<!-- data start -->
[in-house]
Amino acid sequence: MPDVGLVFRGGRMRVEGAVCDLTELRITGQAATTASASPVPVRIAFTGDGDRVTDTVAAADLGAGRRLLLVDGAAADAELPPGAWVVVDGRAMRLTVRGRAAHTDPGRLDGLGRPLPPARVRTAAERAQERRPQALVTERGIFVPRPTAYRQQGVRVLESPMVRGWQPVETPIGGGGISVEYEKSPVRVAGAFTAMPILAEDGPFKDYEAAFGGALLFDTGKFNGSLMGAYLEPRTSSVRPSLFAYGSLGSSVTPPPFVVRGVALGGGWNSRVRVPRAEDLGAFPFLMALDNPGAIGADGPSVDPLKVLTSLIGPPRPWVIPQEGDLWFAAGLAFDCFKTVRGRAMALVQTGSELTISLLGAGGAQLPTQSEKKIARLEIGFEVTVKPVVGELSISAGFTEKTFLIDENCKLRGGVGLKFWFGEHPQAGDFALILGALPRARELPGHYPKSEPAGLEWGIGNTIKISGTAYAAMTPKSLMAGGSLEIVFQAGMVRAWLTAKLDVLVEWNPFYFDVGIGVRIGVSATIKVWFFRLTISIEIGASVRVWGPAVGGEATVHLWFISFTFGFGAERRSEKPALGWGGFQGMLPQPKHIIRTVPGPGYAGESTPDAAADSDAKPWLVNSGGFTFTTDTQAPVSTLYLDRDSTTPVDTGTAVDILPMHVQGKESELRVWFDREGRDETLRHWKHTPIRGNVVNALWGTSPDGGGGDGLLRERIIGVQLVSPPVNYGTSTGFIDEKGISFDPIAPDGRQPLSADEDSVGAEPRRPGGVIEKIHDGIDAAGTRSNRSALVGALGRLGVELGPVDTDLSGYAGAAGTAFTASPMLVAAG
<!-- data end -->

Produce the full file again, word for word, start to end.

[in-house]
Amino acid sequence: MPDVGLVFRGGRMRVEGAVCDLTELRITGQAATTASASPVPVRIAFTGDGDRVTDTVAAADLGAGRRLLLVDGAAADAELPPGAWVVVDGRAMRLTVRGRAAHTDPGRLDGLGRPLPPARVRTAAERAQERRPQALVTERGIFVPRPTAYRQQGVRVLESPMVRGWQPVETPIGGGGISVEYEKSPVRVAGAFTAMPILAEDGPFKDYEAAFGGALLFDTGKFNGSLMGAYLEPRTSSVRPSLFAYGSLGSSVTPPPFVVRGVALGGGWNSRVRVPRAEDLGAFPFLMALDNPGAIGADGPSVDPLKVLTSLIGPPRPWVIPQEGDLWFAAGLAFDCFKTVRGRAMALVQTGSELTISLLGAGGAQLPTQSEKKIARLEIGFEVTVKPVVGELSISAGFTEKTFLIDENCKLRGGVGLKFWFGEHPQAGDFALILGALPRARELPGHYPKSEPAGLEWGIGNTIKISGTAYAAMTPKSLMAGGSLEIVFQAGMVRAWLTAKLDVLVEWNPFYFDVGIGVRIGVSATIKVWFFRLTISIEIGASVRVWGPAVGGEATVHLWFISFTFGFGAERRSEKPALGWGGFQGMLPQPKHIIRTVPGPGYAGESTPDAAADSDAKPWLVNSGGFTFTTDTQAPVSTLYLDRDSTTPVDTGTAVDILPMHVQGKESELRVWFDREGRDETLRHWKHTPIRGNVVNALWGTSPDGGGGDGLLRERIIGVQLVSPPVNYGTSTGFIDEKGISFDPIAPDGRQPLSADEDSVGAEPRRPGGVIEKIHDGIDAAGTRSNRSALVGALGRLGVELGPVDTDLSGYAGAAGTAFTASPMLVAAG